Suppose you know p and that you have an internal duplicate that believes p for roughly the same reasons. A commonly held intuition is that you and your duplicate are justified in believing p to the same degree. Suppose that’s right. A commonly drawn lesson is that justification supervenes on the intrinsic properties of a thinker. Suppose that’s right. A commonly drawn lesson is that the justification of our beliefs is determined by these intrinsic properties. That might be a mistake. Even if two intrinsic duplicates cannot have beliefs that differ in justificatory status, someone might say that the reason that the second subject is justified is that the second subject is an intrinsic duplicate of someone who has knowledge. That property might supervene on the intrinsic properties but there’s a perfectly good sense in which that property isn’t determined solely by that individual’s intrinsic properties. Suppose you hold the view that to be blameless before the law you don’t have to act like a lawful citizen, you only have to be motivated in the way that lawful citizens are. Maybe I intend to drive on the left and I have a very similar twin that intends to drive on the right. Whether one of us is the same on the inside as a lawful citizen depends (in part) upon the traffic regulations. Nevertheless, anyone who is just like the one of us that intends to drive on the correct side of the road is blameless before the law but only if they are the same on the inside as the one who intends to do something that is ‘turns out’ to be consistent with the regulations.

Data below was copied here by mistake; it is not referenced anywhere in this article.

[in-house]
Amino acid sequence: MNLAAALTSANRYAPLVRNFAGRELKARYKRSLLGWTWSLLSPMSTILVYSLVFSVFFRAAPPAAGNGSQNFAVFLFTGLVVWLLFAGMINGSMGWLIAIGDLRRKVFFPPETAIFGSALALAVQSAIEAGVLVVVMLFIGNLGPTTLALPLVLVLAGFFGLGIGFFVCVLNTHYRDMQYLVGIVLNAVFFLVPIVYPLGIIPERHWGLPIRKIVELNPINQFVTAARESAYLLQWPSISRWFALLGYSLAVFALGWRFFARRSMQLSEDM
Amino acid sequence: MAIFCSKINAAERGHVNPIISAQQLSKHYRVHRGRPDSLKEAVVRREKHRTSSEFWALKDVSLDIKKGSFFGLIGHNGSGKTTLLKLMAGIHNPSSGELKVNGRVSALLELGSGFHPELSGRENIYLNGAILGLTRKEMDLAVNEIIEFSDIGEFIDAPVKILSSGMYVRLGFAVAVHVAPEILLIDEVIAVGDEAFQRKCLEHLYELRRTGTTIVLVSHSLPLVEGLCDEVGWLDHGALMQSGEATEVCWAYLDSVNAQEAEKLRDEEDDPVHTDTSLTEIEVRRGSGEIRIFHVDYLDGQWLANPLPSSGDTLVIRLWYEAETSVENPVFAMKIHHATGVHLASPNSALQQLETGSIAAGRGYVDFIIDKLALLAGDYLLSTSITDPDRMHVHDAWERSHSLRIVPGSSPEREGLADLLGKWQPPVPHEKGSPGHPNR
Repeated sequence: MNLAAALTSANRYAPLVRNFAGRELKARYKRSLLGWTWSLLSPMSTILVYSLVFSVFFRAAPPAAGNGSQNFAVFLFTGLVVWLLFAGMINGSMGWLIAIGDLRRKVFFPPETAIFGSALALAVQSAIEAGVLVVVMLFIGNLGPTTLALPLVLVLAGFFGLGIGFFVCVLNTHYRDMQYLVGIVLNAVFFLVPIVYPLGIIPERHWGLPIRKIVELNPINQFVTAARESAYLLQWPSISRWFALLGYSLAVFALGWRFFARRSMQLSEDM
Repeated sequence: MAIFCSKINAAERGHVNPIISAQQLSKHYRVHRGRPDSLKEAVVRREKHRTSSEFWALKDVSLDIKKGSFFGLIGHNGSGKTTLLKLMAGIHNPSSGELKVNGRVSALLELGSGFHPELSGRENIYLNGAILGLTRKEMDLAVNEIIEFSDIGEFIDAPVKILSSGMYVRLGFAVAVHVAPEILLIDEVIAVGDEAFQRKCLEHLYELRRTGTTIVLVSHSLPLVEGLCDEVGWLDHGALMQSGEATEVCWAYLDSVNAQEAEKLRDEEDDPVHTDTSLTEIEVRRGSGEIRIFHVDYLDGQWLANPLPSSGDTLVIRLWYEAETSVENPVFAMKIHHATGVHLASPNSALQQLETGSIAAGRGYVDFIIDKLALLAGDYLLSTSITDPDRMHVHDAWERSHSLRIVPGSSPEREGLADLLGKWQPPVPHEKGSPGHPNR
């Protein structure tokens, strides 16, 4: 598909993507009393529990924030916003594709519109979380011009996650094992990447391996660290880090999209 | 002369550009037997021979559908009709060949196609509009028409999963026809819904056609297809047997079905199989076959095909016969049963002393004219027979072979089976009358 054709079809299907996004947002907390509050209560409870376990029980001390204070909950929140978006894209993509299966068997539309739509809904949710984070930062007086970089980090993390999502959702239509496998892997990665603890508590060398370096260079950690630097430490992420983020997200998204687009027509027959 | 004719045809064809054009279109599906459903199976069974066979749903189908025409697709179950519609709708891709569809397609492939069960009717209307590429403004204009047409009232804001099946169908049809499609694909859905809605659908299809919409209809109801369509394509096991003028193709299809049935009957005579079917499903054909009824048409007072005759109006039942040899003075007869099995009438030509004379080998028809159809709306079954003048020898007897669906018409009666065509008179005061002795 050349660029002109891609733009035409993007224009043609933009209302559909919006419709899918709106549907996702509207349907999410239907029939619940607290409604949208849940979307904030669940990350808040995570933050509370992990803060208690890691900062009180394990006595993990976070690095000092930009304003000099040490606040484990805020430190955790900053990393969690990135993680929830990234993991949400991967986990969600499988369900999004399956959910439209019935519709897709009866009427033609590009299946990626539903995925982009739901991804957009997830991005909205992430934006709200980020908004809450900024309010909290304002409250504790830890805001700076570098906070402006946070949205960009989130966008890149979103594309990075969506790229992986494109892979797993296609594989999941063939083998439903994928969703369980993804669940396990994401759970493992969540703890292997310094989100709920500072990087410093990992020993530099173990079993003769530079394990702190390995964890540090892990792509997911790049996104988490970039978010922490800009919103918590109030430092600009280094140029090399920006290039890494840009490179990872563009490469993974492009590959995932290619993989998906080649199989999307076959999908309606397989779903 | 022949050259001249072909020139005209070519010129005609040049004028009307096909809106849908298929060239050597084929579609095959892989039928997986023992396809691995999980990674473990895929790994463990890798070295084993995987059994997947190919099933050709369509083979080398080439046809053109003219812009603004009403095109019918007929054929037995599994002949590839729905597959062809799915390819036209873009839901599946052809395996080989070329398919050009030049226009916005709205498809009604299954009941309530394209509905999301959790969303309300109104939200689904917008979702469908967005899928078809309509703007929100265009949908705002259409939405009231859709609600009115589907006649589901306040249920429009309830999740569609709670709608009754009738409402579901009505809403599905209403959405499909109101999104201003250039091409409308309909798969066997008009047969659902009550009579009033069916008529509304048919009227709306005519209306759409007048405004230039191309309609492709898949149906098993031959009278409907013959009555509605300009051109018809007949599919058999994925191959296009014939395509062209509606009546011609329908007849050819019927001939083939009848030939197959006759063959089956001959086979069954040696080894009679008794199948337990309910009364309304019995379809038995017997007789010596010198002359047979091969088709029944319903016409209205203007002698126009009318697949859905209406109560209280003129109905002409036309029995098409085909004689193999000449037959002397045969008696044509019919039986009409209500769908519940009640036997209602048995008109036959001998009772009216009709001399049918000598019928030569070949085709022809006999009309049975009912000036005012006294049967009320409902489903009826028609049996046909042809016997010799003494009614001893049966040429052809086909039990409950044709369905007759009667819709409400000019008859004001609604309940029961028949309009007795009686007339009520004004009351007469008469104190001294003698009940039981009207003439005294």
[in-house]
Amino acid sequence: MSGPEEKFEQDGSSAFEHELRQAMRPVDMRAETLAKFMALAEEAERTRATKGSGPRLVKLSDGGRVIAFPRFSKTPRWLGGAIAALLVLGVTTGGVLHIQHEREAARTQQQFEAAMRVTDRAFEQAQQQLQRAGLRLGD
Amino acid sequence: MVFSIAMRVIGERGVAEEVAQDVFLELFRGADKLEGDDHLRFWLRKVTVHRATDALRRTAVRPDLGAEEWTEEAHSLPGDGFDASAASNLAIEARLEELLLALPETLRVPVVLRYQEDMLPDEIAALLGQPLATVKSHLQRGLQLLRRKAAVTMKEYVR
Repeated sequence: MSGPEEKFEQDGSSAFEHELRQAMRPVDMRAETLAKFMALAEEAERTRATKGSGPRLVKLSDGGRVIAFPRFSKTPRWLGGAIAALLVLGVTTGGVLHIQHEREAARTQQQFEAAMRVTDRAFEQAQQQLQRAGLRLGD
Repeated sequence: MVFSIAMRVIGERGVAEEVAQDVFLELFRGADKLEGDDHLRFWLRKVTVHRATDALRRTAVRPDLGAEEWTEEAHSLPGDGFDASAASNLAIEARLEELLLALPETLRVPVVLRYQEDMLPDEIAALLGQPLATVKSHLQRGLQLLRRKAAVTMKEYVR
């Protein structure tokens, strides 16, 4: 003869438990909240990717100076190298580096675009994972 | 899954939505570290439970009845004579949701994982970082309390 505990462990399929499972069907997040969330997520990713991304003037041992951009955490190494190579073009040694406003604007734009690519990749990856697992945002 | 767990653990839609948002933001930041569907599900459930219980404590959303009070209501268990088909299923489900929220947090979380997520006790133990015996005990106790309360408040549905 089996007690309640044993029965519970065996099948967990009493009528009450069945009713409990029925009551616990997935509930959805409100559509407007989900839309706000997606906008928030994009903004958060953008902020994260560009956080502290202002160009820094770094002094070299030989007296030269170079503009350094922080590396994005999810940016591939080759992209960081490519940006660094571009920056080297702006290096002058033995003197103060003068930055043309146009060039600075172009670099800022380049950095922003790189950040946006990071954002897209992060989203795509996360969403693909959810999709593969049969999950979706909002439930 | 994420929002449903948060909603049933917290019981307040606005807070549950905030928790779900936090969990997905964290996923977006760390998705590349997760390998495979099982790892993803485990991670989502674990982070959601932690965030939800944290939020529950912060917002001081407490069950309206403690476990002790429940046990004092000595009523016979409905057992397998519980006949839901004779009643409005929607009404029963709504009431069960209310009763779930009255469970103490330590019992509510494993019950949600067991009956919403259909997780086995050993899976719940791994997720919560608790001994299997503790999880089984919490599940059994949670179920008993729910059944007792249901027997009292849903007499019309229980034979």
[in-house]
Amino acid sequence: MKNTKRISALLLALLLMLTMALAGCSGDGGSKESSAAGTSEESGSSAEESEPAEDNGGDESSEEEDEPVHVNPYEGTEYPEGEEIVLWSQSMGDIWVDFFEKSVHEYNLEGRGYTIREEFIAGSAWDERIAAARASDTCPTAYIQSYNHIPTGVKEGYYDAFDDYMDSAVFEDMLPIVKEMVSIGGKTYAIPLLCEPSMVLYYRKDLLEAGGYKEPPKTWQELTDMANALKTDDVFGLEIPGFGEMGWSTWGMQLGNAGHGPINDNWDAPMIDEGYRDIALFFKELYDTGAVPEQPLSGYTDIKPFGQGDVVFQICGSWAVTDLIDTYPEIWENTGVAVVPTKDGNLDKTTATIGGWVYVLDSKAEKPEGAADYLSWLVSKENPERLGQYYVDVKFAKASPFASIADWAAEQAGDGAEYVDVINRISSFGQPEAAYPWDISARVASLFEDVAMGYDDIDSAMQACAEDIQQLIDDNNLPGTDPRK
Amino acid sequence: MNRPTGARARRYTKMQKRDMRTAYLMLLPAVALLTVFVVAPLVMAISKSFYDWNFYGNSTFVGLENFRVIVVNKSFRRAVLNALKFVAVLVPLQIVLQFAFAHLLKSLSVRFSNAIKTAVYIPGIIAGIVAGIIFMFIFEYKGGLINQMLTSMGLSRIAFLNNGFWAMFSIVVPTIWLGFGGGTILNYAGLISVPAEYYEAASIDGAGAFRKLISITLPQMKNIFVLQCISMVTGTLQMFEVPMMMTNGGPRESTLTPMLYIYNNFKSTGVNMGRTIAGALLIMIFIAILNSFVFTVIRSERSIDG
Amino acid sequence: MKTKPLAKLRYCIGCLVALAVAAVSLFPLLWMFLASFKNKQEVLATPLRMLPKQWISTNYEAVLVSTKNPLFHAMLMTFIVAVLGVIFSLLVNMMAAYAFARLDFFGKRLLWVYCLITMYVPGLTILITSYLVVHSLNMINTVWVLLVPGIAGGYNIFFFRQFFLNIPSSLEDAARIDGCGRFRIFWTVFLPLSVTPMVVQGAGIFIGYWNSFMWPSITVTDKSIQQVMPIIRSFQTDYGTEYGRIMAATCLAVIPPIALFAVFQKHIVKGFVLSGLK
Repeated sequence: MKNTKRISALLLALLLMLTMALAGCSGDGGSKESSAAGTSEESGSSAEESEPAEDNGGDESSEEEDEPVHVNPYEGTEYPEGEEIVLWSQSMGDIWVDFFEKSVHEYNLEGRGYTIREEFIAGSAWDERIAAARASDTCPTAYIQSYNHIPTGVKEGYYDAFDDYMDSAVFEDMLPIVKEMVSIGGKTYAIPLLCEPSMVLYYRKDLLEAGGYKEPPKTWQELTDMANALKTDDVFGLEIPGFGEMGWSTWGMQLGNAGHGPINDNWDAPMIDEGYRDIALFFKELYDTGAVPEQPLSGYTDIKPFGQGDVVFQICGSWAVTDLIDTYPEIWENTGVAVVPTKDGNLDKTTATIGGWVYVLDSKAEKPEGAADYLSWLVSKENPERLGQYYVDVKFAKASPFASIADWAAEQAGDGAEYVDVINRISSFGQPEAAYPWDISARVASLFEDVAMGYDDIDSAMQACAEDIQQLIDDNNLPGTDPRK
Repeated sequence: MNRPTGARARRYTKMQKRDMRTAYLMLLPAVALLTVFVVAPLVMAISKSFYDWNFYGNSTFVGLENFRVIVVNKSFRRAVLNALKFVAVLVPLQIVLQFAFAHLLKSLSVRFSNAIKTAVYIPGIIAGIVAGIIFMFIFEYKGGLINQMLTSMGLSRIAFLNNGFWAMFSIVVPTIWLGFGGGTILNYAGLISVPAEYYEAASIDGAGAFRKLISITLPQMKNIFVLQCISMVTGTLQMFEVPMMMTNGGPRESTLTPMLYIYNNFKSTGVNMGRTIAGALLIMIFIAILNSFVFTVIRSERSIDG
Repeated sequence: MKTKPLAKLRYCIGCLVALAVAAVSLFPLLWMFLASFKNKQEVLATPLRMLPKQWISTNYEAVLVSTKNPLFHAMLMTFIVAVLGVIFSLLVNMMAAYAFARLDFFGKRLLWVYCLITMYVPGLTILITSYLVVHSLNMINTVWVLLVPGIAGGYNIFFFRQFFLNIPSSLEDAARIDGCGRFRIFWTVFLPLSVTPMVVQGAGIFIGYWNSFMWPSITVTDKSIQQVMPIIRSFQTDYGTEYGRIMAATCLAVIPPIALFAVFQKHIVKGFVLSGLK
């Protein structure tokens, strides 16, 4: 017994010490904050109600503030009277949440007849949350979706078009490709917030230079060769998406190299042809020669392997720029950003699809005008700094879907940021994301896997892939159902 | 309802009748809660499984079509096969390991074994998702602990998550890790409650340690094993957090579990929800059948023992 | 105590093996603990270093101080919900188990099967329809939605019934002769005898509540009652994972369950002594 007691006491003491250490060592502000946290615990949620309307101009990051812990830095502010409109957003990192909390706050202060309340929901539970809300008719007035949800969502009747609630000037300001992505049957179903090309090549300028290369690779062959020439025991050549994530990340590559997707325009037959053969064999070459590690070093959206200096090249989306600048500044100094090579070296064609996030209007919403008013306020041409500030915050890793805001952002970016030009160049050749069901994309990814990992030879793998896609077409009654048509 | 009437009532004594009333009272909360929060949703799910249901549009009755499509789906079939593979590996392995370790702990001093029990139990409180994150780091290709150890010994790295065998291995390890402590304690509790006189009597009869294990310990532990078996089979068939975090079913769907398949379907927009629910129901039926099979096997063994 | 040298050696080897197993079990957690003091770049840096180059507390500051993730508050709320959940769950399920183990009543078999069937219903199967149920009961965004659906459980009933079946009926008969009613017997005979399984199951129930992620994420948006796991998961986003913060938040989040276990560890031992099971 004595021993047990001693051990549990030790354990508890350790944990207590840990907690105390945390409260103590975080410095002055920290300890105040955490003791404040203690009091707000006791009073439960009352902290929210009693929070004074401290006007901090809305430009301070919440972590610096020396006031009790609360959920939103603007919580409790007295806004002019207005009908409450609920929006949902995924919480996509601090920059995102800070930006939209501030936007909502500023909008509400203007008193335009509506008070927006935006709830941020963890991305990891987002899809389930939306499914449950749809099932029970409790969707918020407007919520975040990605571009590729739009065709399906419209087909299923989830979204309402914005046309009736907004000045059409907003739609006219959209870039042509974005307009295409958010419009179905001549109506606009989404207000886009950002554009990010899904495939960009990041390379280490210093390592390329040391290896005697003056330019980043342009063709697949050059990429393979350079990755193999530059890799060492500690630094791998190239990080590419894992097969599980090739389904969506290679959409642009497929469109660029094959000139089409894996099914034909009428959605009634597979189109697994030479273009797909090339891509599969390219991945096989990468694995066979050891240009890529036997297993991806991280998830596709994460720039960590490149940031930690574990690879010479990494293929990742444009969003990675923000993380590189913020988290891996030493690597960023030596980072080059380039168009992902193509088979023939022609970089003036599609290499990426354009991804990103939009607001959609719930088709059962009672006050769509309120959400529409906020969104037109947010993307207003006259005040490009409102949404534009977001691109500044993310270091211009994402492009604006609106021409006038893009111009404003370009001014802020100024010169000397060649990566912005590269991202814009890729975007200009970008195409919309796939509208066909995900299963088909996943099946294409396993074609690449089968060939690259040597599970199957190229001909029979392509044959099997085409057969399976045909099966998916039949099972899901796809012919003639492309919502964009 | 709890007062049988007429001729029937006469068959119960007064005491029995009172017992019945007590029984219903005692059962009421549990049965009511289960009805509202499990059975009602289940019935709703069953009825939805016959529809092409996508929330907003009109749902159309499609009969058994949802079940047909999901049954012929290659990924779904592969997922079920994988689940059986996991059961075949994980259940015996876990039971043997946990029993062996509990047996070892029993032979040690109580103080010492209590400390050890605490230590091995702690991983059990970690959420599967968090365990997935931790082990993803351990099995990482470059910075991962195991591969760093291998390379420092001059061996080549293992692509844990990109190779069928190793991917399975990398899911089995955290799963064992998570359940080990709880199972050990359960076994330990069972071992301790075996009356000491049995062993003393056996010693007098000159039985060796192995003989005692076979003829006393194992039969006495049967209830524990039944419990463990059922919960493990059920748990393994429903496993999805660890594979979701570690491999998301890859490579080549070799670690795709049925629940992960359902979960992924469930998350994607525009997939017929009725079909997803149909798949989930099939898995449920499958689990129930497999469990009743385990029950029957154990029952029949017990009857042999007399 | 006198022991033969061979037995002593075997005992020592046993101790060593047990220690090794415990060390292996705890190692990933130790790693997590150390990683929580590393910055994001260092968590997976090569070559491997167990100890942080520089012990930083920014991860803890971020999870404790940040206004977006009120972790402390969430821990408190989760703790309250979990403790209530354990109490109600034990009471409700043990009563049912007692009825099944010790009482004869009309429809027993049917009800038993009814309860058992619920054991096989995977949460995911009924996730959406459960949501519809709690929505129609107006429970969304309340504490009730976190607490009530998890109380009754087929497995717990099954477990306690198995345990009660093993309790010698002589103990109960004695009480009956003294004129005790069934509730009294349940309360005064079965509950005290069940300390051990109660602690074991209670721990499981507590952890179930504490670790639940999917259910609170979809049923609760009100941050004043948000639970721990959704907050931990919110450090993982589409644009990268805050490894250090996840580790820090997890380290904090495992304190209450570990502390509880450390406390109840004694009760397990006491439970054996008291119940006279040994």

This might seem to be a minor point, but I think it matters in the epistemology of moral judgment. Someone might think that NED intuitions support the phenomenal conservative view that says that your judgment that p is true is justified if it seems that p is true and there’s no reason to think things are amiss. They don’t, however. Suppose someone’s moral judgment is based on an intuition where it could not be that the moral world is the way that the intuition makes it seem. According to PC, as long as they have no reason to think things are amiss it seems that the moral judgment based on the intuition is justified. According to externalism with supervenience internalism (ESI), that doesn’t follow. The person who has the sort of intuitions that lead to cannibalism isn’t the same on the inside as someone who knows what to do when trying to decide what to hunt up for dinner.
[Juan and I discussed this point earlier when I wasn't so sleepy and he has made a similar point in his Phil Perspectives paper.]